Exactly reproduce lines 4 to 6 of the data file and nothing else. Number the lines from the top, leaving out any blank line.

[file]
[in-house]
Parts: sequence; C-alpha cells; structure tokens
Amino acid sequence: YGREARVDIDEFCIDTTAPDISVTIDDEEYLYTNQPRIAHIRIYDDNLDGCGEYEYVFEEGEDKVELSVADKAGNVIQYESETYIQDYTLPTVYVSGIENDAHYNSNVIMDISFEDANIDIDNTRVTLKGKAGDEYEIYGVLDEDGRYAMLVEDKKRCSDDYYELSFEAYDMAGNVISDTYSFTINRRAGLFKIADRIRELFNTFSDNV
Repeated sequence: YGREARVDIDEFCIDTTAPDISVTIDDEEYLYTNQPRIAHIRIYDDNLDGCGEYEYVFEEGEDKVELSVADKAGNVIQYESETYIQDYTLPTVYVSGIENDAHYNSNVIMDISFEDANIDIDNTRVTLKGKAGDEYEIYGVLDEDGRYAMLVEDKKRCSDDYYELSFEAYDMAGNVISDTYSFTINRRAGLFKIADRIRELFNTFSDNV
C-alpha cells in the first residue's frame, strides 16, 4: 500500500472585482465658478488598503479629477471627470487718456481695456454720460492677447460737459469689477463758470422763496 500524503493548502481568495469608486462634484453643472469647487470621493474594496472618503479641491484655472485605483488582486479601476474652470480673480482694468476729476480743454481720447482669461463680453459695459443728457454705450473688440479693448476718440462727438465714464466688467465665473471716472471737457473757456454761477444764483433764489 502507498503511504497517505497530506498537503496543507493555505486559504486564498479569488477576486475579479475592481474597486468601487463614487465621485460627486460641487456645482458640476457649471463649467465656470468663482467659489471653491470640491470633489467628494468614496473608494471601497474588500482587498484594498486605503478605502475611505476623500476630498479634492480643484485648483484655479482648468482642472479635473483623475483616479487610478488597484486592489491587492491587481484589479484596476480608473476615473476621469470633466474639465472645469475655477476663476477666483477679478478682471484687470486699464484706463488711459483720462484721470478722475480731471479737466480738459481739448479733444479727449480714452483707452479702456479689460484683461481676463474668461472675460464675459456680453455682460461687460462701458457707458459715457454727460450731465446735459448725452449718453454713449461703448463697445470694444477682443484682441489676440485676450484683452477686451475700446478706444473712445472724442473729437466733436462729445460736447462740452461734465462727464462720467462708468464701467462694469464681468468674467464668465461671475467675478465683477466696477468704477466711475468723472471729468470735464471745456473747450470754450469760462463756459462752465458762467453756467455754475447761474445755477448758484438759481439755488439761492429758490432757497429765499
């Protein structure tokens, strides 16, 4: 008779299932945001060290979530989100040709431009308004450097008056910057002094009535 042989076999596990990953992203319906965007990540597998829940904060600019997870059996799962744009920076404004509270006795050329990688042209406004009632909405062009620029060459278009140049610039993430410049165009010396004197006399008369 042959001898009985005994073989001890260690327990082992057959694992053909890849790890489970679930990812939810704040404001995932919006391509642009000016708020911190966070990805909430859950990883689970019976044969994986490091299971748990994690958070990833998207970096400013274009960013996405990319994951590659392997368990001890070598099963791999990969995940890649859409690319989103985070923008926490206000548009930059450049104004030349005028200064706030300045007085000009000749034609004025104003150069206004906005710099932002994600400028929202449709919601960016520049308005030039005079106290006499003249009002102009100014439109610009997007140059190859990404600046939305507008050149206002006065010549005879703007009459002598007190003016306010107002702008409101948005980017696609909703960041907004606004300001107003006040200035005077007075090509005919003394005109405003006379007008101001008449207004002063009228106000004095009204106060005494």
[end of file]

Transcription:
Repeated sequence: YGREARVDIDEFCIDTTAPDISVTIDDEEYLYTNQPRIAHIRIYDDNLDGCGEYEYVFEEGEDKVELSVADKAGNVIQYESETYIQDYTLPTVYVSGIENDAHYNSNVIMDISFEDANIDIDNTRVTLKGKAGDEYEIYGVLDEDGRYAMLVEDKKRCSDDYYELSFEAYDMAGNVISDTYSFTINRRAGLFKIADRIRELFNTFSDNV
C-alpha cells in the first residue's frame, strides 16, 4: 500500500472585482465658478488598503479629477471627470487718456481695456454720460492677447460737459469689477463758470422763496 500524503493548502481568495469608486462634484453643472469647487470621493474594496472618503479641491484655472485605483488582486479601476474652470480673480482694468476729476480743454481720447482669461463680453459695459443728457454705450473688440479693448476718440462727438465714464466688467465665473471716472471737457473757456454761477444764483433764489 502507498503511504497517505497530506498537503496543507493555505486559504486564498479569488477576486475579479475592481474597486468601487463614487465621485460627486460641487456645482458640476457649471463649467465656470468663482467659489471653491470640491470633489467628494468614496473608494471601497474588500482587498484594498486605503478605502475611505476623500476630498479634492480643484485648483484655479482648468482642472479635473483623475483616479487610478488597484486592489491587492491587481484589479484596476480608473476615473476621469470633466474639465472645469475655477476663476477666483477679478478682471484687470486699464484706463488711459483720462484721470478722475480731471479737466480738459481739448479733444479727449480714452483707452479702456479689460484683461481676463474668461472675460464675459456680453455682460461687460462701458457707458459715457454727460450731465446735459448725452449718453454713449461703448463697445470694444477682443484682441489676440485676450484683452477686451475700446478706444473712445472724442473729437466733436462729445460736447462740452461734465462727464462720467462708468464701467462694469464681468468674467464668465461671475467675478465683477466696477468704477466711475468723472471729468470735464471745456473747450470754450469760462463756459462752465458762467453756467455754475447761474445755477448758484438759481439755488439761492429758490432757497429765499
């Protein structure tokens, strides 16, 4: 008779299932945001060290979530989100040709431009308004450097008056910057002094009535 042989076999596990990953992203319906965007990540597998829940904060600019997870059996799962744009920076404004509270006795050329990688042209406004009632909405062009620029060459278009140049610039993430410049165009010396004197006399008369 042959001898009985005994073989001890260690327990082992057959694992053909890849790890489970679930990812939810704040404001995932919006391509642009000016708020911190966070990805909430859950990883689970019976044969994986490091299971748990994690958070990833998207970096400013274009960013996405990319994951590659392997368990001890070598099963791999990969995940890649859409690319989103985070923008926490206000548009930059450049104004030349005028200064706030300045007085000009000749034609004025104003150069206004906005710099932002994600400028929202449709919601960016520049308005030039005079106290006499003249009002102009100014439109610009997007140059190859990404600046939305507008050149206002006065010549005879703007009459002598007190003016306010107002702008409101948005980017696609909703960041907004606004300001107003006040200035005077007075090509005919003394005109405003006379007008101001008449207004002063009228106000004095009204106060005494």